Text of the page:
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Kazakhstan: What Borat Missed

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Astana, Kazakhstan - Borat doesn't live here any more.
Actually, he never did, even though more Americans probably identify the boorish, oversexed TV journalist from Kazakhstan with this huge country in the middle of Central Asia than can tell you where it is.
Case in point: When I told Tommy Jacomo, the manager of The Palm who knows everybody who's important in Washington, that I had just come back from Kazakhstan, his immediate response was, "Borat." Another friend said, "Isn't that where they just had a revolution?" (No, that was Kyrgystan, a much smaller country to the south that borders Kazakhstan, which is four times the size of Texas and the ninth largest country in the world.
In fact, Borat Sagdiyev doesn't live in Kazakhstan or anywhere else, except on bargain price DVD's, like the one I bought for $5 at Sears last week.
That's because Sacha Baron Cohen, the British actor who starred in the over-the-top 2006 mockumentary, "Borat: Cultural Learnings of America for Make Benefit Glorious Nation of Kazakhstan," has retired his fictional alter ego because he was too successful.
Cohen, whose brutal satire portrayed America - and by extension, Kazakhstan - as a backward bastion of sexism, racism, homophobia and anti-Semitism, told England's Daily Telegraph in December, 2007, "It is hard, and the problem with success, although it's fantastic, is that every new person who sees the Borat movie is one less person I 'get' with Borat again, so it's a kind of self-defeating form, really."
For those who haven't seen the movie, Borat was sent by his government to make a documentary on American society and culture. He traveled across America in a dilapitated ice cream truck on a depraved odyssey worthy of the late Hunter S. Thompson, insulting and ambushing unsuspecting Americans while becoming obsessed with marrying Baywatch star Pamela Anderson, whom he tried to kidnap.
Borat's retirement from movie-making undoubtedly comes as no small comfort to the 15 million people of Kazakhstan, who were deeply offended by the film, as were many Americans, even though millions of Western moviegoers and critics were not. Entertainment Weekly, for example, praised "Borat" as "the most politically influential, culturally important, shockingly tasteless, and gaspingly hilarious movie of the year."
Not surprisingly, Kazakh's foreign ministry denounced the film as "utterly unacceptable, being a concoction of bad taste and ill manners, which is completely incompatible with ethics and civilized behavior." And Kazakh Internet regulators suspended the movie's website because they said Borat was "bad-mouthing our country."
Still, Borat struck one positive note for Kazakhstan, which was to bring it to the world's attention. When President Nursultan Nazarbayev visited London in November, 2006 during the film's debut, he joked at a Downing Street press conference, "The film was created by a comedian, so let's laugh at it. Still, any publicity is good publicity."
As Jonathan Aitken, a former member of the British Parliament and Cabinet, writes in a new critical biography of Nazarbayev, "...Although he may have been privately upset by the parody (which he claims never to have seen), he was probably smart enough to realize that the ridicule might have a upside. For an unknown new nation in Central Asia, to be lampooned was not as bad as being ignored."
Noting that most of the world had hardly heard of Kazakhstan until 'Borat,' Aitken said the movie "offered an opportunity, which was to set out the real story of contemporary Kazakhstan. For better or worse, 'Borat' created an international curiosity to learn the facts behind the fiction" and prompted Nazarbayev "to give new thought to the presentation of his own and his country's international image."
Which ultimately is how I came to spend nine days in Kazakhstan earlier this month. I traveled from Almaty, the former capital and largest city, to Semey, known as Semipalitinsk when it was the base for the nuclear testing site where the Soviet Union detonated 456 nuclear and thermonuclear weapons from 1949-89, to Astana, the second largest city, which became the capital in 1984, just three years after Kazakhstan declared independence from the Soviet Union.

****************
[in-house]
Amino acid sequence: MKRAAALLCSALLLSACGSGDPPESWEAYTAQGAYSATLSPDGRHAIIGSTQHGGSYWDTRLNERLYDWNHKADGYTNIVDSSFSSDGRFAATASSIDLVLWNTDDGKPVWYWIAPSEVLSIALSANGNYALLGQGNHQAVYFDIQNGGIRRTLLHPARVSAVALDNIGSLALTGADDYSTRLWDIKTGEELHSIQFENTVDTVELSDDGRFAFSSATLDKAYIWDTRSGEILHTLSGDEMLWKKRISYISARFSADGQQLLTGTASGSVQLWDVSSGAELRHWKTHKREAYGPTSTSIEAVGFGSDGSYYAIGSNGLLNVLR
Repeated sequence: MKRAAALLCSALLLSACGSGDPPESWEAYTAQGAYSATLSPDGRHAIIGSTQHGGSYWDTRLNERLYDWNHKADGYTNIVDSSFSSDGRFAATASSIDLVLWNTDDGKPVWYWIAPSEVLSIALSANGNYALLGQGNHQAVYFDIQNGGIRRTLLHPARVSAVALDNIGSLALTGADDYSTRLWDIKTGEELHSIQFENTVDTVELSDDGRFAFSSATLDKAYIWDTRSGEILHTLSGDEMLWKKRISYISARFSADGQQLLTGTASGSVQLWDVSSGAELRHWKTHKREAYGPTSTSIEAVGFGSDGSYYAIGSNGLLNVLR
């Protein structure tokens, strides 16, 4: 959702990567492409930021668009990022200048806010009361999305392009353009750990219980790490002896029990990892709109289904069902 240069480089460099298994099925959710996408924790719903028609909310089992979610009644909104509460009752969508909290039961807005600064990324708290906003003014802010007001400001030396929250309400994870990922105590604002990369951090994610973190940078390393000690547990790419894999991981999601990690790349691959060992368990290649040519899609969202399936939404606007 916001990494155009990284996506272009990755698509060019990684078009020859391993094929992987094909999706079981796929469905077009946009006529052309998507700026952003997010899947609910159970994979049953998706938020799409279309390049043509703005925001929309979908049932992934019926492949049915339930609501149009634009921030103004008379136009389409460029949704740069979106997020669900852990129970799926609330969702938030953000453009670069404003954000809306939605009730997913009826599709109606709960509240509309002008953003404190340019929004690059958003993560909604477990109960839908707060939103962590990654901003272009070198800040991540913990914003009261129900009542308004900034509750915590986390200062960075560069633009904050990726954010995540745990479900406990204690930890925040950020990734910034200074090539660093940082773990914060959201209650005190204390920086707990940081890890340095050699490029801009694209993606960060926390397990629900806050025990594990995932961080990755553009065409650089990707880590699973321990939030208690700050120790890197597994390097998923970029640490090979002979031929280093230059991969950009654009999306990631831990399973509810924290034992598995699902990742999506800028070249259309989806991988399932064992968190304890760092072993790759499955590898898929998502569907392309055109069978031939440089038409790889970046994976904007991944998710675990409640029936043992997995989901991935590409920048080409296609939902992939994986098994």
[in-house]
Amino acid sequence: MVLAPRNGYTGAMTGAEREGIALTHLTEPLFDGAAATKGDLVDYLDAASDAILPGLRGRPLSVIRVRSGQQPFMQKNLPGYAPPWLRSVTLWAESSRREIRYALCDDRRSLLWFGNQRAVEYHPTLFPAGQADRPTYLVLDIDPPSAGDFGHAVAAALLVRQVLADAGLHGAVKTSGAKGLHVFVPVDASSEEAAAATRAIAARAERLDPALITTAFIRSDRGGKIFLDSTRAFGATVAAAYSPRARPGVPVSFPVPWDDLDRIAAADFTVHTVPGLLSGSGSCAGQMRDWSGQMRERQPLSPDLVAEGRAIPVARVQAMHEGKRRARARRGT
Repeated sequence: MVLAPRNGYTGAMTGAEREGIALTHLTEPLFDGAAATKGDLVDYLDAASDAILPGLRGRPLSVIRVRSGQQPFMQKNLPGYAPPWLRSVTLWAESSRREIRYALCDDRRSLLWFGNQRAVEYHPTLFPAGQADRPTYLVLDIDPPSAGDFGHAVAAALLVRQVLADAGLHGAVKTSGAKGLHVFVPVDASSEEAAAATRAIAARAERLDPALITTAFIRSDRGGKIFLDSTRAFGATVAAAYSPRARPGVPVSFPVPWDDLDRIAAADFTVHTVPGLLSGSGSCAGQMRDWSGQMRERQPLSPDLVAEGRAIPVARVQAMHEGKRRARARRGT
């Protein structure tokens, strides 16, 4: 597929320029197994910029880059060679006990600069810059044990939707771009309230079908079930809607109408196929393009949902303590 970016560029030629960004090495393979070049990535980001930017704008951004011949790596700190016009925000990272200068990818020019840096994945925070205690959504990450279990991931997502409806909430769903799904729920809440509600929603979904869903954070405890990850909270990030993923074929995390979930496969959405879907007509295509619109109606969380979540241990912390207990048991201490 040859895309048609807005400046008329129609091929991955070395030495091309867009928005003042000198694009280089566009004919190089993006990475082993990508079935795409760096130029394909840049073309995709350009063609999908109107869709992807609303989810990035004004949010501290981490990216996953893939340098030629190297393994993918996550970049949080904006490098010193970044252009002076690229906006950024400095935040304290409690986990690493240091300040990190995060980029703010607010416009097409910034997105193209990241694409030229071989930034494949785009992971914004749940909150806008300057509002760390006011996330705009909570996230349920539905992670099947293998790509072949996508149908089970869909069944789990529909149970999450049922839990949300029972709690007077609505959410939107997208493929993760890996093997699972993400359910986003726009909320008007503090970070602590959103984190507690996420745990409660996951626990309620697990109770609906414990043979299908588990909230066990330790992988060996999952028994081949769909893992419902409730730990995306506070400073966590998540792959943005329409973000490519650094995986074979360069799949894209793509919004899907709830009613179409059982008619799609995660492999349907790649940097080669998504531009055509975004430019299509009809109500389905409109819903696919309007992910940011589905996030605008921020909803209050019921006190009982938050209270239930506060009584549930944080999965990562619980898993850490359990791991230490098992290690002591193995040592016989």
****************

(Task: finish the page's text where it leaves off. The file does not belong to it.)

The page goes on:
While I traversed only about the eastern third of the country's more than one million square miles - it stretches nearly 1,250 miles from the Caspian Sea on the west to China on the east - I discovered that the Kazakhstan depicted in "Borat" is about as accurate as Kansas was in "The Wizard of Oz."
From Almaty, a bustling modern city of 1.6 million, where I witnessed a fashion show that could have held its own in Paris or New York, to Semey, where I accompanied U.N. Secretary General Ban Ki-moon to the site of the first Soviet nuclear test in, to the booming new capital of Astana, where skyscrapers are popping up like mushrooms, I saw a country inventing itself after 70 years of Soviet occupation, and eager to make its mark in the 21st century.
Just outside of Almaty, only a two-hour drive from Bishkek, Kyrgystan, where the government was overthrown a day after I left for Semey, I visited a ski resort rivaling Aspen, Colo., where the 2011 Asian Winter Games will be held in the middle of mountains that rise to almost 20,000 feet.
And I visited a medical university specializing in radiation caused by genetic mutilations, gruesome examples of which were on display in formaldehyde jars, as well as a once-secret Radiation Medicine Research Institute, and an oncology hospital where patients with cancer caused by radiation are treated.
On Easter Sunday, I attended a Russian language Mass in a Roman Catholic church, where I met a nun from the Czech Republic who told me she has a brother in my home state of Minnesota. She said Catholics, Jews and other faiths are free to practice their religion in Kazakhstan, a secular country with a Muslim majority, but there are limits. Young people are free to practice the religion of their choice after they reach 18, but must follow the religion of their family before that age.
The geopolitical situation of a country sandwiched between Russia and China that has one of the world's largest recoverable oil and gas reserves and the second largest deposits of uranium was brought home to me by Bolat Sultanov, director of the Kazakhstan Institute for Strategic Studies, who said that while Kazakhstan wants closer ties to the U.S. as the world's lone superpower, "we can't afford the luxury of spoiling our relationship with our neighbors of Russia and China."
Sultanov's words reflect Kazakhstan's foreign policy, which Nazarbayev has called "multi-vector diplomacy." In practice, it means a balancing act designed to position Kazakhstan as an even-handed ally of Russia, China, the European Union and the U.S.